Trumpeter Nate Wooley's Seven Storey Mountain project is an on-going endeavor to express this iconoclastic, boundary-pushing artist's vision, which has a gargantuan element reminiscent of a Mahler, Wagner or Bruckner.
The instrumentation plays a big part in the effect of symphonic grandeur, to some extent, but it is also the nature of the writing and imagination that are at play. Wooley as leader, trumpeter and composer has here recruited nine other players of his own picking who provide a wide palette of colors, from amplified violin (C, Spenser Yeh and Samara Lubelski), to drums (Ryan Sawyers and Ben Hall), bass saxophone (Colin Stetson), amplified tuba (Dan Peck), vibraphone (Matt Moran and Chris Dingman) and amplified contrabass clarinet (Josh Sinton). Added to this, and widening the palette even more, is the Tilt Brass Octet made up of three trumpets (one of them a piccolo) and five trombones. The effect is, indeed massive.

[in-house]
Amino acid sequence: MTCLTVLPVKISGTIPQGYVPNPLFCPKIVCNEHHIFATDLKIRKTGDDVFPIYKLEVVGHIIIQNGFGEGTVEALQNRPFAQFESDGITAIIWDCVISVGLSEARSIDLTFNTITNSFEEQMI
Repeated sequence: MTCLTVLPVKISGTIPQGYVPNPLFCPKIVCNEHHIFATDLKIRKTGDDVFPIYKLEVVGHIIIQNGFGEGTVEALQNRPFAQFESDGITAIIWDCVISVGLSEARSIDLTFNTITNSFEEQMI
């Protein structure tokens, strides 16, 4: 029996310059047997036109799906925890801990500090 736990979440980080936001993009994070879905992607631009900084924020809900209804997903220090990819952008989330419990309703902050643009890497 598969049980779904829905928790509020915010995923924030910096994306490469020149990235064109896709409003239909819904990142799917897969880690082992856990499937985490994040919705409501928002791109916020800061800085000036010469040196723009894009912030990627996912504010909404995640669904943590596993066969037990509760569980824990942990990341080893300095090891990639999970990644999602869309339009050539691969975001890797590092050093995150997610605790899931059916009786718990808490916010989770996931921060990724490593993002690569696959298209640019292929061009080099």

What is most remarkable, however (and a quality that makes this music akin to the work of the grand composers mentioned above) is the ability of the performance to convey an intimacy and an imposing grandeur at the same time. The music is slow moving, evolving over nearly 50 minutes, in a minimalist and subtle fashion, yet its scope is enormous and its effect profound and moving.
The title of this ongoing project is derived from the autobiography of mystic Thomas Merton and the music here is, likewise, mystical and spiritual.
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